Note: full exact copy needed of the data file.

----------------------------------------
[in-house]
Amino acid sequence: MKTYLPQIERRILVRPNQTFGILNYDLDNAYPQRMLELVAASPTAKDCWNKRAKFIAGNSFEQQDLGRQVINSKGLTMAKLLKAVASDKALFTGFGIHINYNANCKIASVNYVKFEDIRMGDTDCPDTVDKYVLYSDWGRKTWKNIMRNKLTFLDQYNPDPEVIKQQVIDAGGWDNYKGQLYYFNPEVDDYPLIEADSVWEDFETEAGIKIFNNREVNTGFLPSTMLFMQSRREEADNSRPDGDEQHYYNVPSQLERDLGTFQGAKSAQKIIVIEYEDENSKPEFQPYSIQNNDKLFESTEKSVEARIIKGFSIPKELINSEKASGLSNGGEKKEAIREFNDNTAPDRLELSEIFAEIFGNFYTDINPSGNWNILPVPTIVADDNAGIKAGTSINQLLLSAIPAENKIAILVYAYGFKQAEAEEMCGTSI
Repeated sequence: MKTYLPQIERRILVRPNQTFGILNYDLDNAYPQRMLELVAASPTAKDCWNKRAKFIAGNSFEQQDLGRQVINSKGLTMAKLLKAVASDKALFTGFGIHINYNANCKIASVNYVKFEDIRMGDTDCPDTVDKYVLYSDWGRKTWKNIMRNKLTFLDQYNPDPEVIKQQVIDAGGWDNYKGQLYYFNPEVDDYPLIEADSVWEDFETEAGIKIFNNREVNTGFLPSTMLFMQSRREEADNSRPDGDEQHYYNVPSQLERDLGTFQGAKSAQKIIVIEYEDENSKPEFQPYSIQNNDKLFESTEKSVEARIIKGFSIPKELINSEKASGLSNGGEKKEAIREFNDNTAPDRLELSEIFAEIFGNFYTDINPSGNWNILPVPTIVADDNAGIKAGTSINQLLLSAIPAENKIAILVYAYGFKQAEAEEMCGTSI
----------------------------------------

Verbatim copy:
[in-house]
Amino acid sequence: MKTYLPQIERRILVRPNQTFGILNYDLDNAYPQRMLELVAASPTAKDCWNKRAKFIAGNSFEQQDLGRQVINSKGLTMAKLLKAVASDKALFTGFGIHINYNANCKIASVNYVKFEDIRMGDTDCPDTVDKYVLYSDWGRKTWKNIMRNKLTFLDQYNPDPEVIKQQVIDAGGWDNYKGQLYYFNPEVDDYPLIEADSVWEDFETEAGIKIFNNREVNTGFLPSTMLFMQSRREEADNSRPDGDEQHYYNVPSQLERDLGTFQGAKSAQKIIVIEYEDENSKPEFQPYSIQNNDKLFESTEKSVEARIIKGFSIPKELINSEKASGLSNGGEKKEAIREFNDNTAPDRLELSEIFAEIFGNFYTDINPSGNWNILPVPTIVADDNAGIKAGTSINQLLLSAIPAENKIAILVYAYGFKQAEAEEMCGTSI
Repeated sequence: MKTYLPQIERRILVRPNQTFGILNYDLDNAYPQRMLELVAASPTAKDCWNKRAKFIAGNSFEQQDLGRQVINSKGLTMAKLLKAVASDKALFTGFGIHINYNANCKIASVNYVKFEDIRMGDTDCPDTVDKYVLYSDWGRKTWKNIMRNKLTFLDQYNPDPEVIKQQVIDAGGWDNYKGQLYYFNPEVDDYPLIEADSVWEDFETEAGIKIFNNREVNTGFLPSTMLFMQSRREEADNSRPDGDEQHYYNVPSQLERDLGTFQGAKSAQKIIVIEYEDENSKPEFQPYSIQNNDKLFESTEKSVEARIIKGFSIPKELINSEKASGLSNGGEKKEAIREFNDNTAPDRLELSEIFAEIFGNFYTDINPSGNWNILPVPTIVADDNAGIKAGTSINQLLLSAIPAENKIAILVYAYGFKQAEAEEMCGTSI